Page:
Kenneth W. Harrow offers a new critical approach to African cinema -- one that requires that we revisit the beginnings of African filmmaking and the critical responses to which they gave rise, and that we ask what limitations they might have contained, what price was paid for the approaches then taken, and whether we are still caught in those limitations today.
Using iek, Badiou, and a range of Lacanian and postmodern-based approaches, Harrow attempts to redefine the possibilities of an African cinematic practice -- one in which fantasy and desire are placed within a more expansive reading of the political and the ideological. The major works of SembA]ne Ousmane, Djibril Diop MambA(c)ty, Souleymane Cisse, Jean-Pierre Bekolo, Jean-Marie Teno, Bassak ba Kohbio, and Fanta Nacro are explored, while at the same time the project of current postmodern theory, especially that of Jameson, is called into question in order that an African postmodernist cultural enterprise might be envisioned.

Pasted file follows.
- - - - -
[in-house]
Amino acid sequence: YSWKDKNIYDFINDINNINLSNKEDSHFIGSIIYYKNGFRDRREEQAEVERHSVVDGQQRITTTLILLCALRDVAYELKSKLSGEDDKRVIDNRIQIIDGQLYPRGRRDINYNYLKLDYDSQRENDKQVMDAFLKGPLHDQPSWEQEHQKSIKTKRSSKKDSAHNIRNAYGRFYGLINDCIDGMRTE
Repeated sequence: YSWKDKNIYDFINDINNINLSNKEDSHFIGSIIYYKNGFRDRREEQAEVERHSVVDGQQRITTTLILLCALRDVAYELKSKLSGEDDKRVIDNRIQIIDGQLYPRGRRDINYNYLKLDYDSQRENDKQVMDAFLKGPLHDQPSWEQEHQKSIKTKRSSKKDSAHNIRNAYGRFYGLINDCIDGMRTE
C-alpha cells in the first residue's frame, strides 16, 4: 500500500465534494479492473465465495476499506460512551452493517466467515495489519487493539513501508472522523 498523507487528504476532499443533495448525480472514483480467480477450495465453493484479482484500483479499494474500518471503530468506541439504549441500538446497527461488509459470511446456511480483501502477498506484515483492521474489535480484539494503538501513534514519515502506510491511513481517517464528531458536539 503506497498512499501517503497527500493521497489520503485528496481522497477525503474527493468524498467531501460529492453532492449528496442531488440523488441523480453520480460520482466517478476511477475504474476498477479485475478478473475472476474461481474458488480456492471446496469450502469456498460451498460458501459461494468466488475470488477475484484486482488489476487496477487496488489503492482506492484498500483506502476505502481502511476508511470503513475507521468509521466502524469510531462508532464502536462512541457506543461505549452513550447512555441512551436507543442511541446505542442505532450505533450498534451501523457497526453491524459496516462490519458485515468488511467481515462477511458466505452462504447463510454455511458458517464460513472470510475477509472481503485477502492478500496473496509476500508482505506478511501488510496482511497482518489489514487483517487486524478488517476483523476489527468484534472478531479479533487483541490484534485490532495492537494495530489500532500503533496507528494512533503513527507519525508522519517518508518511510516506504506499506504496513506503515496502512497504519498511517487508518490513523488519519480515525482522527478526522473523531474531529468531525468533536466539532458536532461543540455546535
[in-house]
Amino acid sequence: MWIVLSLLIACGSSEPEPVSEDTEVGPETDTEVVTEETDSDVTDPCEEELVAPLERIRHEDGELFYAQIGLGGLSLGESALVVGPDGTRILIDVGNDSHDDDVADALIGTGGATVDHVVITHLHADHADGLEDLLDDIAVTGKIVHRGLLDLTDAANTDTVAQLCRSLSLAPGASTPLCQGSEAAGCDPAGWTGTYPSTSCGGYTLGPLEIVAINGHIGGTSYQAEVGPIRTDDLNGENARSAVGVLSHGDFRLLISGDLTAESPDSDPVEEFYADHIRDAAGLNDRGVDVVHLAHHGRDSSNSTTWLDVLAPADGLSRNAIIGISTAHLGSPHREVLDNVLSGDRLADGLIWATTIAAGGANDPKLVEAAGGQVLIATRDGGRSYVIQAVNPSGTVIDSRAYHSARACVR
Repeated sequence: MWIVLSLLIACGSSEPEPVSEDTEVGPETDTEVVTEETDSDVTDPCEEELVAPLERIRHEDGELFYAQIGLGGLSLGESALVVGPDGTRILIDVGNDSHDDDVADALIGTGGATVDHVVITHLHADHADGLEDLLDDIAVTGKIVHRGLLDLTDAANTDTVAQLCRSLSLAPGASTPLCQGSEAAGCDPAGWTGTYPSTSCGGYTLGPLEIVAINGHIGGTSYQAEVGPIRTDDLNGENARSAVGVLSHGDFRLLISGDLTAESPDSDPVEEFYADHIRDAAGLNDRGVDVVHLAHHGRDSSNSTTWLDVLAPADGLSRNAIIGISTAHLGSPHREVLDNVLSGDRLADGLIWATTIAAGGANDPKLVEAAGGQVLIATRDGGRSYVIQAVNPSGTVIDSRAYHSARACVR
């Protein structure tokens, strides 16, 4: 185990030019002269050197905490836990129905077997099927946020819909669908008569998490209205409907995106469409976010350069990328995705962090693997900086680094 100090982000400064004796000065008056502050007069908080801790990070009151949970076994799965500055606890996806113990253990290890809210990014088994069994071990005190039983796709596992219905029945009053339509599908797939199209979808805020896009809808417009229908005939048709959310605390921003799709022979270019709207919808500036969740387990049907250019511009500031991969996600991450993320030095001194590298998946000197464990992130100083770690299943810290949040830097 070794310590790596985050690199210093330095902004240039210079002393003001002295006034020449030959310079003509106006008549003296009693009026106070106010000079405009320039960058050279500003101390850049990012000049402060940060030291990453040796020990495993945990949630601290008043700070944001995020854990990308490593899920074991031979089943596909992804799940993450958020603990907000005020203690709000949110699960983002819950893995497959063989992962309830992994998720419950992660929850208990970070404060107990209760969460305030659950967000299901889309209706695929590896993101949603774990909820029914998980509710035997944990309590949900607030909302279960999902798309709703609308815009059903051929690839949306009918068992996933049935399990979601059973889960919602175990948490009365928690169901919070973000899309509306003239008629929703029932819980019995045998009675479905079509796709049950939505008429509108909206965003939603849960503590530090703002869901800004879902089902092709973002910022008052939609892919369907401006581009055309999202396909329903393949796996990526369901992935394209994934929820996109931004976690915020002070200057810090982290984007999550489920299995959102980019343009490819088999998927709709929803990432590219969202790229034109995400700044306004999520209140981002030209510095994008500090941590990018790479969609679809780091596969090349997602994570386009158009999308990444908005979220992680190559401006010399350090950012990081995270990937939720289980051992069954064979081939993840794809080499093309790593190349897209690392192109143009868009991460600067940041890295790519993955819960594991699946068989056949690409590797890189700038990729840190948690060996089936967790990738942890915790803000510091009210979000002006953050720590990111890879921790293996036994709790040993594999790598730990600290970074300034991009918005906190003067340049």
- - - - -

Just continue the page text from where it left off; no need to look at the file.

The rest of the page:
Every now and again a single book changes a discipline. Richard Harvey did this in geography; C. Wright Mills preceded him in sociology. And now Ken Harrow has done it for cinema studies. The short preface to Postcolonial African Cinema offers a subversive exhortation written in the style of manifestos issued by other Africanists on the nature, objectives, and identity of African cinema. Through a layered analysis, Harrow positions his study relative to his critics, to African essentialism, and to critical assumptions embedded in outworn conceptual frameworks, refining the counterargument initially developed in Less than One and Double (Heinemann, 2002).Volume 52.2, September 2009--Keyan A. Tomaselli "AFRICAN STUDIES REVIEW "